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Traditional Thai Massage

 A few more differences include time and materials used. First, due to moving more and the therapist trying to massage all your muscles, the massage generally lasts for more than one hour. During this time you will not be on a table. While having a Thai massage, you will be on a thick padded mat that is placed on the floor. This is because of all the movements and being on the floor allows for the therapist to accommodate more easily for your needs. The final major difference is there will be no oils or lotions used like in a Swedish massage. No oil is used because pressure is being directly applied and there is very little or no rubbing techniques used.


About Thai Massage. (2019). Retrieved from

Bangkok Condo Finder. (2018, August 24). What to Expect from a Traditional Thai Massage. Retrieved from

Farrell, S. (n.d.). ITM-USA. Retrieved from

TFFS. “The Untold History and Benefits of Traditional Thai Massage.” Thefourfountainsspa, The Four Fountains Spa, May 10. 2019,

Wong, C. (2018). Is Thai Massage Right for You?. Retrieved from

Medical Tourism

By Haley Southwick and Kristine Hoggard

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Retrieved from

Medical tourism is travelling abroad to obtain medical treatment. The main reasons for medical tourism are cheaper medical costs and shorter waiting lists.

Pro’s of Medical Tourism:

The main reason to travel abroad to receive medical care is cost. There are high labor costs in the United States, which drive up the cost of healthcare. Traveling to a place like Bangkok can greatly reduce the price of the procedure being performed. In Bangkok, the total cost of open heart surgery and a week in a hospital is $19,000, compared to the United States where open heart surgery is $80,000 without insurance (Finch, 2014). Bangkok is the most popular place for medical tourism. In 2011, 500,000 tourists visited Thailand for medical treatment (Eden, 2012). Adele Kulyk, CEO of Saskatchewan-based Global Healthcare Connections Inc., said “Why is Thailand so popular? It’s because of the Thai health care system. It’s advanced and affordable, and these are the two most important criteria for would-be medical tourists”(Finch, 2014). Medical tourism helps build the Thai economy because the people who travel to Thailand for medical procedures are often seeking out the more expensive procedures.

Shorter waiting lists are another reason people travel abroad for medical treatment. In Canada open heart surgery is less expensive than in the United States, but long waiting lists have made Thailand a popular choice for Canadians who are in need of heart surgery (Finch, 2014).

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Retrieved from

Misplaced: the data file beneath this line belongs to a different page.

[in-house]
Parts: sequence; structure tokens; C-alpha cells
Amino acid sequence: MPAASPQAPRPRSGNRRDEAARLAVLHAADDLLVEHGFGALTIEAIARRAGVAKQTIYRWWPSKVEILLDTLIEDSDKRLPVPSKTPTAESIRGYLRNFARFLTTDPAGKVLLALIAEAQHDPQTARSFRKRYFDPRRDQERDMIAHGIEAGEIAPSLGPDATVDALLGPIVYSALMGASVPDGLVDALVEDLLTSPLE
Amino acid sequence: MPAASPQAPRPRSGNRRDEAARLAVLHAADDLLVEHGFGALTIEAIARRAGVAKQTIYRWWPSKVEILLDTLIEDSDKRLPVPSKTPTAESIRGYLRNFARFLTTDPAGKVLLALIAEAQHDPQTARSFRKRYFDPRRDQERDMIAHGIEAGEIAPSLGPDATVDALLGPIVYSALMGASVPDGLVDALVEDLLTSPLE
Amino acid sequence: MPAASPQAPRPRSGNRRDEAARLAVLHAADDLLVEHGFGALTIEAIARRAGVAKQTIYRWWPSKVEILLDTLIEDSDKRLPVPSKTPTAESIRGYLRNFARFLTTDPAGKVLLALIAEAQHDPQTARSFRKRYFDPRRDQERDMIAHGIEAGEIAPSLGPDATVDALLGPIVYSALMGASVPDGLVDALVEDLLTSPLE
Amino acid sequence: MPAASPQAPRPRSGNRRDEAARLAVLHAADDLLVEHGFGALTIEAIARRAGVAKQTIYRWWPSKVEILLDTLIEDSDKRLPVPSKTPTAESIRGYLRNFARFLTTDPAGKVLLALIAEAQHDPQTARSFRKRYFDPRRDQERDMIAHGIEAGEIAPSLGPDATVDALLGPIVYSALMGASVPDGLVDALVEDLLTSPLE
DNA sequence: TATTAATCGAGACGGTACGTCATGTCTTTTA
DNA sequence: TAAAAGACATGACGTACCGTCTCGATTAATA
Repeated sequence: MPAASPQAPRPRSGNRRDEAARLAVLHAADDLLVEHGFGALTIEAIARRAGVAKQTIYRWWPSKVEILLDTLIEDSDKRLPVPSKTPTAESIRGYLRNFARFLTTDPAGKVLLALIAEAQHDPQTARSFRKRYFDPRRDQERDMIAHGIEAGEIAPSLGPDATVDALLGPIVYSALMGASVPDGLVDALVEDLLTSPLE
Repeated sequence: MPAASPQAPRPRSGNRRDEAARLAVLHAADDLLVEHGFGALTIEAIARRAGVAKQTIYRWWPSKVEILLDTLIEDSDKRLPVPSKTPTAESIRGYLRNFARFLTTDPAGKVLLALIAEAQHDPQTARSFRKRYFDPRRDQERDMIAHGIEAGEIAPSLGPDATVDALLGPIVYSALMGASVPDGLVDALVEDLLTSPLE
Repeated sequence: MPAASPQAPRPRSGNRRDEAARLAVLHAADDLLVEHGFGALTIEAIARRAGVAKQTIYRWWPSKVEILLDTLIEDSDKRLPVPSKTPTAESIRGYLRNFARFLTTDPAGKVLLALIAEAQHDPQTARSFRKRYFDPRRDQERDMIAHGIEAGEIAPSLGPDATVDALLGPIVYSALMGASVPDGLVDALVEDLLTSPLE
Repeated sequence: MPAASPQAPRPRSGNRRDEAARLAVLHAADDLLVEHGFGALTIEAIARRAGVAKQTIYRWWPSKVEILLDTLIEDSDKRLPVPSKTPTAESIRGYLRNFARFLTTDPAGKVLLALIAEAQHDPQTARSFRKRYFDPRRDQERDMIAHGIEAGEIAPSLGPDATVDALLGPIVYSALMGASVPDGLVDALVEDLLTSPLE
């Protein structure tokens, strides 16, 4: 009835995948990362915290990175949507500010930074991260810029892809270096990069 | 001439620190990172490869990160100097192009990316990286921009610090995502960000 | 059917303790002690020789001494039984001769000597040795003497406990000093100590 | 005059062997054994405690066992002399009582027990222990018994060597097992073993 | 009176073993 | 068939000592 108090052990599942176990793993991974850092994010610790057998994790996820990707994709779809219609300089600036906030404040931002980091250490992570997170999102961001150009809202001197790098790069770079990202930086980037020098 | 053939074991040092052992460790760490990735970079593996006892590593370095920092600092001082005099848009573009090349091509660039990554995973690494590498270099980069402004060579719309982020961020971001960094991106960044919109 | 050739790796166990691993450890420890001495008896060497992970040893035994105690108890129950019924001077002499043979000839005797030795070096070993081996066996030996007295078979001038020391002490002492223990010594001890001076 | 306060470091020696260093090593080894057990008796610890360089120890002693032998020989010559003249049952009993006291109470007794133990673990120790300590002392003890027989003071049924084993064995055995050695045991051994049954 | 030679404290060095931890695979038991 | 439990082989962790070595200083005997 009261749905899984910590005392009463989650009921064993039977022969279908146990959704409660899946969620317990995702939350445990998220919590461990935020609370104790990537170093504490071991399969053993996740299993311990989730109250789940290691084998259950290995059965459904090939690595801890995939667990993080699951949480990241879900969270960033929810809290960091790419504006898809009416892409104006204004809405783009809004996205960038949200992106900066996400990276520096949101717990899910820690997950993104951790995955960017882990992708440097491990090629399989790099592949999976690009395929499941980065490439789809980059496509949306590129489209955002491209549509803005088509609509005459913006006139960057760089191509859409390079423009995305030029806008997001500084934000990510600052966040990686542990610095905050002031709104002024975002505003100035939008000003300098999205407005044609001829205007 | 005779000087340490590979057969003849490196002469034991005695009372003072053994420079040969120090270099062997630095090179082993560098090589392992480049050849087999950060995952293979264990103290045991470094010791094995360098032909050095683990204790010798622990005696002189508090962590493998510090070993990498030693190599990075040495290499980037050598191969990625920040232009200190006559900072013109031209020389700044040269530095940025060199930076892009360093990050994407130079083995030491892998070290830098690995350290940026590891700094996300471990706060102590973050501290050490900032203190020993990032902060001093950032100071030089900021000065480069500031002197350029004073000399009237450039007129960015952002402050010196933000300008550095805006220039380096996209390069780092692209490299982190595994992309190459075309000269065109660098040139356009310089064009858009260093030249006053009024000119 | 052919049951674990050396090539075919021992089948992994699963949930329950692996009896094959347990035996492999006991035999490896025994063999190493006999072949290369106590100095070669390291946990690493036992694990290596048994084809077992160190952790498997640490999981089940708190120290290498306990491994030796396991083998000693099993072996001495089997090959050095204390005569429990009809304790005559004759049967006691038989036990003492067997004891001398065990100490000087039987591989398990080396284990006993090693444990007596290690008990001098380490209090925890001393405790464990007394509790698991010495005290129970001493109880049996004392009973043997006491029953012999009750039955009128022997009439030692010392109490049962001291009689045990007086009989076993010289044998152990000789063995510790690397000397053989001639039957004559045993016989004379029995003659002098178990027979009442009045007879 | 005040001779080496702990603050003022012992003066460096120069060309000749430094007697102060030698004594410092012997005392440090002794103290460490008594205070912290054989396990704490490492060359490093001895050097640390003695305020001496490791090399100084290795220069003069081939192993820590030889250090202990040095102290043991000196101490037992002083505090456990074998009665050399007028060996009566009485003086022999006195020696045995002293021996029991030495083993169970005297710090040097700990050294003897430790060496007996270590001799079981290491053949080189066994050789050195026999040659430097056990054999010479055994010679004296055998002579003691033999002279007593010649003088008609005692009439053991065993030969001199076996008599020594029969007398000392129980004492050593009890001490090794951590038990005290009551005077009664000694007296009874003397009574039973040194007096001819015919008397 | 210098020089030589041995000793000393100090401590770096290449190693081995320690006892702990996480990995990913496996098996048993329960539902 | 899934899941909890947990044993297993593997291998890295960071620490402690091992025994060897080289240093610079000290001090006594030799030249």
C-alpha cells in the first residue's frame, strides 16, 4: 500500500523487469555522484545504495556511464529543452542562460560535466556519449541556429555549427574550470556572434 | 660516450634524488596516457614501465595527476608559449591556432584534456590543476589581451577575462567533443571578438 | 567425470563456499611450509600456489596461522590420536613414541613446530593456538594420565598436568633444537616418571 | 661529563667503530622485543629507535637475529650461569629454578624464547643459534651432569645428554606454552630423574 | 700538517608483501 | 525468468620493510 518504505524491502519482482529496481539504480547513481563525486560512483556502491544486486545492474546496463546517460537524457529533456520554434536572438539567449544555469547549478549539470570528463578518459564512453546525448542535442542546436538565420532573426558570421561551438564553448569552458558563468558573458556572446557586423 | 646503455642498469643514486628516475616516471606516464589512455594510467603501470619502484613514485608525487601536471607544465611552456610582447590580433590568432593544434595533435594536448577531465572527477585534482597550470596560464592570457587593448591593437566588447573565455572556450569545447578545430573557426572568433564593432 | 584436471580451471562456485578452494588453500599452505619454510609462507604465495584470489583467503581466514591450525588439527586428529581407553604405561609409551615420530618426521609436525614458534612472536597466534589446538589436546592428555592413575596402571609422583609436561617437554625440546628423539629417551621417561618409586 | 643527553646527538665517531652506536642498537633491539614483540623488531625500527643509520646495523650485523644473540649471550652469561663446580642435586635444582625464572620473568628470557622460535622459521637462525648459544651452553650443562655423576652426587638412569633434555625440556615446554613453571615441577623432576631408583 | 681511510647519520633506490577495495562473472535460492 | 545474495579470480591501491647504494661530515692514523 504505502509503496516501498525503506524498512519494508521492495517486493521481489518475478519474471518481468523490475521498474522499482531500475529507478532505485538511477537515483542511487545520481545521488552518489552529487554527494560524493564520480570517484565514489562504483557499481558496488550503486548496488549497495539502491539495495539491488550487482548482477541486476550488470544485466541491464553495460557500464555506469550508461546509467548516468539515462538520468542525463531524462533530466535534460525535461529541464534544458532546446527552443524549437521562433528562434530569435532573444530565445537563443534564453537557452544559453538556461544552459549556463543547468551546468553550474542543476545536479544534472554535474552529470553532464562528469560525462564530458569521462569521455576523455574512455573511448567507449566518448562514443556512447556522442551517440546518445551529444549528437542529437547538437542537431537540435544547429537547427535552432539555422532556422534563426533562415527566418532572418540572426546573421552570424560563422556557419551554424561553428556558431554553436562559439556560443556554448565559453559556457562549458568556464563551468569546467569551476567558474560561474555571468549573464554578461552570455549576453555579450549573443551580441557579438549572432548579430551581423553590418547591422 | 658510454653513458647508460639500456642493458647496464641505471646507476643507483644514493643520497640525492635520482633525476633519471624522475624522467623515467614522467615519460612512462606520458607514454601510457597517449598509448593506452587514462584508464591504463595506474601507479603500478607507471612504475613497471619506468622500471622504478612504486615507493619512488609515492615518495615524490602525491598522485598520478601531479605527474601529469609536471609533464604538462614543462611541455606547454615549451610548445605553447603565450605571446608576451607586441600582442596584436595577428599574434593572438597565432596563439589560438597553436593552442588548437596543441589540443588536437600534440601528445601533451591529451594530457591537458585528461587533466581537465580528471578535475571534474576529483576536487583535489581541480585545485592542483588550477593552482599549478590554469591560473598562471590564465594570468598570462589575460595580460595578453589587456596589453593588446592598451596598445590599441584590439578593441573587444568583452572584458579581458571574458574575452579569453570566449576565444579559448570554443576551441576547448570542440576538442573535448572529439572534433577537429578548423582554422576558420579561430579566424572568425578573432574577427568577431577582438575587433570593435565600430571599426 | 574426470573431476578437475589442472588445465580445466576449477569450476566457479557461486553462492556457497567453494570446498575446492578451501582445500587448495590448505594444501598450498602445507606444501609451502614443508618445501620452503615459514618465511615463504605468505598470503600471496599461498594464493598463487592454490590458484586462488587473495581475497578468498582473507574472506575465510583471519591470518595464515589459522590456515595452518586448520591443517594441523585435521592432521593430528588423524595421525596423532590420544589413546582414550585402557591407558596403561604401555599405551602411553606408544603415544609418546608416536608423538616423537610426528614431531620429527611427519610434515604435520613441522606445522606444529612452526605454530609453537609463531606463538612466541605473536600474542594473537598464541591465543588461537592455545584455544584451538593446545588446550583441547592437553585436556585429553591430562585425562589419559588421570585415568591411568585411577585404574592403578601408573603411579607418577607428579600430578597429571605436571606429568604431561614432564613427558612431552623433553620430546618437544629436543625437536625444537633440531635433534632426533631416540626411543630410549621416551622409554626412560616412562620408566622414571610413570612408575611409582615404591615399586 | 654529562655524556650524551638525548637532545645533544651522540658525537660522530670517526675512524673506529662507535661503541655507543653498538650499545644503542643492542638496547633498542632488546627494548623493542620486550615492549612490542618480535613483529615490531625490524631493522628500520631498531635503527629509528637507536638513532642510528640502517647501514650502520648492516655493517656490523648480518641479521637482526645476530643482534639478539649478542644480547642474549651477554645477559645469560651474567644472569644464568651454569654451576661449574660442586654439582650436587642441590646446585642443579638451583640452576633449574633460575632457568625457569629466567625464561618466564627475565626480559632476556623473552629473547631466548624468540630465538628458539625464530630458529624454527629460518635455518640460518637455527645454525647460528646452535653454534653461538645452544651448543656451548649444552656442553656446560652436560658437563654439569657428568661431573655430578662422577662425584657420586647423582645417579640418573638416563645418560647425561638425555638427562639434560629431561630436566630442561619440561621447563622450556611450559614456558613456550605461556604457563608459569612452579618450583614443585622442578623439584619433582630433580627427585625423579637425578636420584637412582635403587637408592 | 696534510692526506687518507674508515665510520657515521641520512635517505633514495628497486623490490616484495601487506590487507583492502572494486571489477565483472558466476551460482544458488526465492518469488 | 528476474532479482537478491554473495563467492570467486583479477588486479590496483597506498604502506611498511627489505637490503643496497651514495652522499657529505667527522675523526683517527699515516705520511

Con’s of Medical Tourism:

As there are pros to every story there’s cons as well. Cons of medical tourism include lack of follow-up care in a patient’s original country, different legislation, less severe malpractice repercussions, language barriers, antibiotic resistance, and risk of deep vein thrombosis post operations, (CDC, 2017). When making a life altering decision such as surgery, one must weigh the pros and cons of the procedure. Traveling to another country there is most likely a language barrier that can lead to miscommunication and several medical errors. If someone would like to travel abroad for a surgery they should establish a way of communicating with staff and medical personnel. Along with language barriers, malpractice laws are different per country. Specifically, Thailand medical malpractice suits can be difficult to follow through to conclusion. If a lawsuit is filed on the basis of malpractice the whole case must be tried in Thailand and this can be expensive and time costly for all those involved. It is also difficult to obtain all medical records across country borders due to differing privacy laws, (Legal Alliance, 2019). After surgery there is always a risk of blood clots, there is also this risk while taking long flights. These two in combination double the risk for a blood clot; which can lead to stroke, mental deficits and even death. Along with risk of blood clots there are different bacteria strains in other countries and antibiotic resistance is a prevalent problem globe wide.


Eden, C. (2012, September 04). Travel – The rise of medical tourism in Bangkok. Retrieved from

Finch S. (2014). Thailand top destination for medical tourists. CMAJ : Canadian Medical Association journal = journal de l’Association medicale canadienne, 186(1), E1–E2. doi:10.1503/cmaj.109-4655. Retrieved from:

The pros and cons of medical tourism. (2009, February 13). Retrieved from

Taosiri, J. (2019). Medical Malpractice in Thailand: What You Need to Know. Retrieved 2019, from

Travelers’ Health. (2017, October 23). Retrieved from

The Sukhothai Kingdom

By Kenyon Kaegi-Rittiman & Preston Kill